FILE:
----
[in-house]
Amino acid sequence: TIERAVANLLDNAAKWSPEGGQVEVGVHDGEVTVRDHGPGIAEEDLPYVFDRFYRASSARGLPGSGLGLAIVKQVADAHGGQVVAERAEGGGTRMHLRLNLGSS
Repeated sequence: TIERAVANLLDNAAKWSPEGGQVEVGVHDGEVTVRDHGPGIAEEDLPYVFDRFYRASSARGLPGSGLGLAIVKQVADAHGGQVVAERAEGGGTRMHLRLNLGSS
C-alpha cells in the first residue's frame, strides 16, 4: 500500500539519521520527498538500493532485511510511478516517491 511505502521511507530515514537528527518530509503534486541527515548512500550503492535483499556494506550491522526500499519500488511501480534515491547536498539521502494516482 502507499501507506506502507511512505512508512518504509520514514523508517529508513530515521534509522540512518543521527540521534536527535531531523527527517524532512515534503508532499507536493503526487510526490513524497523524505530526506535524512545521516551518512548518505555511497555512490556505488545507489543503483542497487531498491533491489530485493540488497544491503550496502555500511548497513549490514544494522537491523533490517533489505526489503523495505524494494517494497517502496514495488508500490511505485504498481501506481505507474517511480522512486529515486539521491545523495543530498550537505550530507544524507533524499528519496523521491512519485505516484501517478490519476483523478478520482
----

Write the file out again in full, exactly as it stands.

[in-house]
Amino acid sequence: TIERAVANLLDNAAKWSPEGGQVEVGVHDGEVTVRDHGPGIAEEDLPYVFDRFYRASSARGLPGSGLGLAIVKQVADAHGGQVVAERAEGGGTRMHLRLNLGSS
Repeated sequence: TIERAVANLLDNAAKWSPEGGQVEVGVHDGEVTVRDHGPGIAEEDLPYVFDRFYRASSARGLPGSGLGLAIVKQVADAHGGQVVAERAEGGGTRMHLRLNLGSS
C-alpha cells in the first residue's frame, strides 16, 4: 500500500539519521520527498538500493532485511510511478516517491 511505502521511507530515514537528527518530509503534486541527515548512500550503492535483499556494506550491522526500499519500488511501480534515491547536498539521502494516482 502507499501507506506502507511512505512508512518504509520514514523508517529508513530515521534509522540512518543521527540521534536527535531531523527527517524532512515534503508532499507536493503526487510526490513524497523524505530526506535524512545521516551518512548518505555511497555512490556505488545507489543503483542497487531498491533491489530485493540488497544491503550496502555500511548497513549490514544494522537491523533490517533489505526489503523495505524494494517494497517502496514495488508500490511505485504498481501506481505507474517511480522512486529515486539521491545523495543530498550537505550530507544524507533524499528519496523521491512519485505516484501517478490519476483523478478520482